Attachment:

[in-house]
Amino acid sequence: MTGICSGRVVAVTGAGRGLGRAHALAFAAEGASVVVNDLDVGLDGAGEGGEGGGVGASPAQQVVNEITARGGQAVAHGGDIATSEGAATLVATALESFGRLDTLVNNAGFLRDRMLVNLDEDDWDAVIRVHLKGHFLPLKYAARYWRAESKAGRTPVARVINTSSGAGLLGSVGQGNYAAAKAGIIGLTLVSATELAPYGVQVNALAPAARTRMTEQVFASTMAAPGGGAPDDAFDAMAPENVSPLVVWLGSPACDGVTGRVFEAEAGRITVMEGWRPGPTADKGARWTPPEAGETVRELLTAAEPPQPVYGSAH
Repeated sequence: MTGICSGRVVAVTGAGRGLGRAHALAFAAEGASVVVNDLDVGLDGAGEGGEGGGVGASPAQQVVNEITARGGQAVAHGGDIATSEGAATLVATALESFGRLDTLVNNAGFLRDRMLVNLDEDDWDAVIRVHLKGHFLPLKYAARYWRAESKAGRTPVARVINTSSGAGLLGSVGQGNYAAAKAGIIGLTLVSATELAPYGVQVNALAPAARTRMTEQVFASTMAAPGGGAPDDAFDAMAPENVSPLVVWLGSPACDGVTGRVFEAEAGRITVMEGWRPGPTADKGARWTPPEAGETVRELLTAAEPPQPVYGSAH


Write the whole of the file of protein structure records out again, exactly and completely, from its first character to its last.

[in-house]
Amino acid sequence: MTGICSGRVVAVTGAGRGLGRAHALAFAAEGASVVVNDLDVGLDGAGEGGEGGGVGASPAQQVVNEITARGGQAVAHGGDIATSEGAATLVATALESFGRLDTLVNNAGFLRDRMLVNLDEDDWDAVIRVHLKGHFLPLKYAARYWRAESKAGRTPVARVINTSSGAGLLGSVGQGNYAAAKAGIIGLTLVSATELAPYGVQVNALAPAARTRMTEQVFASTMAAPGGGAPDDAFDAMAPENVSPLVVWLGSPACDGVTGRVFEAEAGRITVMEGWRPGPTADKGARWTPPEAGETVRELLTAAEPPQPVYGSAH
Repeated sequence: MTGICSGRVVAVTGAGRGLGRAHALAFAAEGASVVVNDLDVGLDGAGEGGEGGGVGASPAQQVVNEITARGGQAVAHGGDIATSEGAATLVATALESFGRLDTLVNNAGFLRDRMLVNLDEDDWDAVIRVHLKGHFLPLKYAARYWRAESKAGRTPVARVINTSSGAGLLGSVGQGNYAAAKAGIIGLTLVSATELAPYGVQVNALAPAARTRMTEQVFASTMAAPGGGAPDDAFDAMAPENVSPLVVWLGSPACDGVTGRVFEAEAGRITVMEGWRPGPTADKGARWTPPEAGETVRELLTAAEPPQPVYGSAH